With acl9 you control what users have access to which specific methods
and assign users roles on specific objects. You could set it up in the
create method of stuffs_controller so the current_user is the "owner" of
that stuff and only allow owners to edit that specific object, then
admin has access to all.
In that approach it's all handled in the models and controllers so
routes are set up however you want.
The urls you have up there end in .html, which doesn't really happen
all that often in rails. With routes, what you're more likely going to
...where ### is the user_id (or whatever). This goes to the show
action for user ###. If the user_id matches the current_user or if
current_user is an admin, they get to access to that model. If not,
they'll get redirected. Furthermore, if current_user is an admin, they
would also get access to:
...which goes to the index action to list all of the users. Other (non-
admin) users will get a nasty flash message and redirected elsewhere.
Yes, you're answering the right question. My addition of the .html
suffixes (suffixen?) was a brain bubble and should be ignored.
I wonder if exposing the user id in the url is useful or prudent. I
agree with most RESTful philosophy, but even if authorization code is in
place to prevent the user 123 from accessing the account of user 142,
exposing the db-level user ID in the URL doesn't feel right.
That's why I was asking about having two styles of routing: one where
the user ID is implicit (derived from session and authentication
credentials) for ordinary users, and one where the user ID is manifest
in the URL (for the administrator).
But: CanCan looks like a sensible adjunct to Authlogic (even though I've
already written a Role model). I'll just go with the flow and use that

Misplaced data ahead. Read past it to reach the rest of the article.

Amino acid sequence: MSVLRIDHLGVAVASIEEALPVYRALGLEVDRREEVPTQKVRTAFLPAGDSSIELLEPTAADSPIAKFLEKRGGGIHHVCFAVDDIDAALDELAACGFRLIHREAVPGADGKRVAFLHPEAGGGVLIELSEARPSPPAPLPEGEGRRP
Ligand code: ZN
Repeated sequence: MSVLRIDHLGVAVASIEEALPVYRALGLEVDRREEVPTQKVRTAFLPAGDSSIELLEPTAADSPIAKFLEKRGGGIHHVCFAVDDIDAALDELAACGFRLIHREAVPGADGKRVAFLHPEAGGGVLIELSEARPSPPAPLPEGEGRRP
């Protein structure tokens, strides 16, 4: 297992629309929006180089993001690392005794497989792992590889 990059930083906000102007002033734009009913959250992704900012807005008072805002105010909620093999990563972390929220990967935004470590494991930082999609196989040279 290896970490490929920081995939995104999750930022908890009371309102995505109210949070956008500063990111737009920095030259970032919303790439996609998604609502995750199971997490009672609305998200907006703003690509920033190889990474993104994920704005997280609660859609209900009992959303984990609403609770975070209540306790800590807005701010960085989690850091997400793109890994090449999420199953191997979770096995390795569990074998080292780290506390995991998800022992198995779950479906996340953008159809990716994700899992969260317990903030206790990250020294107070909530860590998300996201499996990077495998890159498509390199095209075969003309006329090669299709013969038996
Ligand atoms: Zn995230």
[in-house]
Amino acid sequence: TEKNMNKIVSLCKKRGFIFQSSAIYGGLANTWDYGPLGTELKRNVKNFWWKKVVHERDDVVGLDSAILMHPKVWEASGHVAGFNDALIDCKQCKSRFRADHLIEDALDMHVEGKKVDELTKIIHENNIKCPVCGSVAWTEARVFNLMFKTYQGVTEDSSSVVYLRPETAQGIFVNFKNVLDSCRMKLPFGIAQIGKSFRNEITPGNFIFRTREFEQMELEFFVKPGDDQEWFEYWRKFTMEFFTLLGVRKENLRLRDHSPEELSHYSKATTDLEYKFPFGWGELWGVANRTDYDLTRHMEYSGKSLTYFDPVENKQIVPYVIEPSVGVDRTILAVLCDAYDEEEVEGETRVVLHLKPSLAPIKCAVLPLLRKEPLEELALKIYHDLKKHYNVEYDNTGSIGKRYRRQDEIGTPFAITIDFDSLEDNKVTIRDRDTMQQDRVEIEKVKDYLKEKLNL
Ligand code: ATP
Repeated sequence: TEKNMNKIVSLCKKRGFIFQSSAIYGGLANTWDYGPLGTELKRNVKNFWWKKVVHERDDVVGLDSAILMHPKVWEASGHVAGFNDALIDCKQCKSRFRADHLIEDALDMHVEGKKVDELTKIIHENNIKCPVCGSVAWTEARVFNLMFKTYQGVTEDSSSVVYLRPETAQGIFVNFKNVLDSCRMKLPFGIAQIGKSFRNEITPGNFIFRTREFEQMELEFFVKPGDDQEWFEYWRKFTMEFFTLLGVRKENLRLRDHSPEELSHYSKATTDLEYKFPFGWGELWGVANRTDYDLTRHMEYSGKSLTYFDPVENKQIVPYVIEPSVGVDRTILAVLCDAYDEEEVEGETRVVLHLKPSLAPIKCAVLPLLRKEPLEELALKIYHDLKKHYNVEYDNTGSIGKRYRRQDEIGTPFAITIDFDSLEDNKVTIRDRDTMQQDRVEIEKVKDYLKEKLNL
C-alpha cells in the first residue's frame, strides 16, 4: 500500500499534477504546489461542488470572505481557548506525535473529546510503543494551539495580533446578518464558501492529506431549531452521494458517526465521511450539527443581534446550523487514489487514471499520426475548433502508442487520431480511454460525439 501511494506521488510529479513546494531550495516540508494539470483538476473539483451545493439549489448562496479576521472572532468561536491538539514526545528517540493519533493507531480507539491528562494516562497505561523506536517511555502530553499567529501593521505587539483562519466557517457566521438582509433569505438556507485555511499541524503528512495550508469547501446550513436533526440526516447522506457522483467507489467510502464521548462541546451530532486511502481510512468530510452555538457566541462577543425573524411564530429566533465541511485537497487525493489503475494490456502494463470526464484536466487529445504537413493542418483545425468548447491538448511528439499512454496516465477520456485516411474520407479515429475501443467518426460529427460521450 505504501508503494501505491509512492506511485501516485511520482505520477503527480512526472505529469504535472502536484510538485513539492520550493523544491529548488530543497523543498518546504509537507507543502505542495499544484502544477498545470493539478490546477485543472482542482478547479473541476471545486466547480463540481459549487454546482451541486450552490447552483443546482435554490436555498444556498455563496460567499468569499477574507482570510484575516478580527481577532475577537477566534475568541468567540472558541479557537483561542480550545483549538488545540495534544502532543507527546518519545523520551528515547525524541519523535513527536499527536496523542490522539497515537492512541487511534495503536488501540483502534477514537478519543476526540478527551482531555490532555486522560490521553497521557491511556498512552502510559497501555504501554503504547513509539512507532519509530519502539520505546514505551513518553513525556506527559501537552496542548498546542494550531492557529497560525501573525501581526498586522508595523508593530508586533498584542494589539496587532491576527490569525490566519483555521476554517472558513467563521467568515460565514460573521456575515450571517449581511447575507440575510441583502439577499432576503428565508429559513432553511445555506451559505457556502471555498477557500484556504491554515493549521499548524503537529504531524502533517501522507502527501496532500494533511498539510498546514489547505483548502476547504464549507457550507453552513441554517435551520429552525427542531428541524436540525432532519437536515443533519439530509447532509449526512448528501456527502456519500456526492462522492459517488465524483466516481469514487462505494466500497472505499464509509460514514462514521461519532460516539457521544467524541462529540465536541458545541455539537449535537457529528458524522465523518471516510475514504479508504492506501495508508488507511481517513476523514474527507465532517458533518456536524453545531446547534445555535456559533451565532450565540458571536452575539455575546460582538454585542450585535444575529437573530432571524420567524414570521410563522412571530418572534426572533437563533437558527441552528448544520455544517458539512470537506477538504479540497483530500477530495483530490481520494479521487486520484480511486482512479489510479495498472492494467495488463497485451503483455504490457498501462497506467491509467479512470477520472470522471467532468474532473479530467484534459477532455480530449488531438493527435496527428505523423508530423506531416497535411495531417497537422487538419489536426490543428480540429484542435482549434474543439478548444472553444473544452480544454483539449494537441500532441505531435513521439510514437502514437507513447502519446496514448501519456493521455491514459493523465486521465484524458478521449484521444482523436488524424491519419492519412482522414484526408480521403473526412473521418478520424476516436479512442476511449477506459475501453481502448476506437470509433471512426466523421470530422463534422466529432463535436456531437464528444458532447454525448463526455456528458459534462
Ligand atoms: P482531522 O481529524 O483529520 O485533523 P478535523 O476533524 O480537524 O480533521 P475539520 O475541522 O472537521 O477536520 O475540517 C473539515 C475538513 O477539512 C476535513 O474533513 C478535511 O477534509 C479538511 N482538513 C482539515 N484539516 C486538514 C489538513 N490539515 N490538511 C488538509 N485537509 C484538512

as it was intended.
I see your point, but the user_id is just an arbitrary number used for
the lookup of the correct user record. You could use anything, like
user name (User.find_first_by_username(params[:username]) if you have
the correct route set up. Or you could do the same thing with a
randomly generated unique id that identifies the user. This all
assumes you are concerned with user_id being a sequential integer. At
any rate, it's tried and true.
You should be able to use your implementation of role models with
CanCan. It doesn't provide roles, just authorization based on your
implementation of "roles". You could, for instance, use CanCan to
control access based on something as arbitrary as which UserAgent
their browser is reports. Just remember to restrict access in both the
View and the Controller (especially).
Oh, and one other thought. If you are still concerned about the id in
the url, in UserController#Index you could also check if the user is
an admin, and if not then set params[:user_id] = current_user and then
render :action => show instead of the index action. I haven't tried it
in a while, but as I remember this would give non-admins a url that
looks like index (e.g. http://example.com/users) but would be doing
the the show action (e.g. same as http://example.com/users/#\#\#\#\). You
wouldn't have to play with the routing at all.
This is only a partial solution, because while it would work with the
show action, the all of the other actions would still require the id
in the url (i.e. http://example.com/users/#\#\#\#/edit\). There might be
something you could do in a routing block to hide it, or maybe
something like inserting the id through rack, but I think all of those
are going to be a lot of work and not much bang for the buck.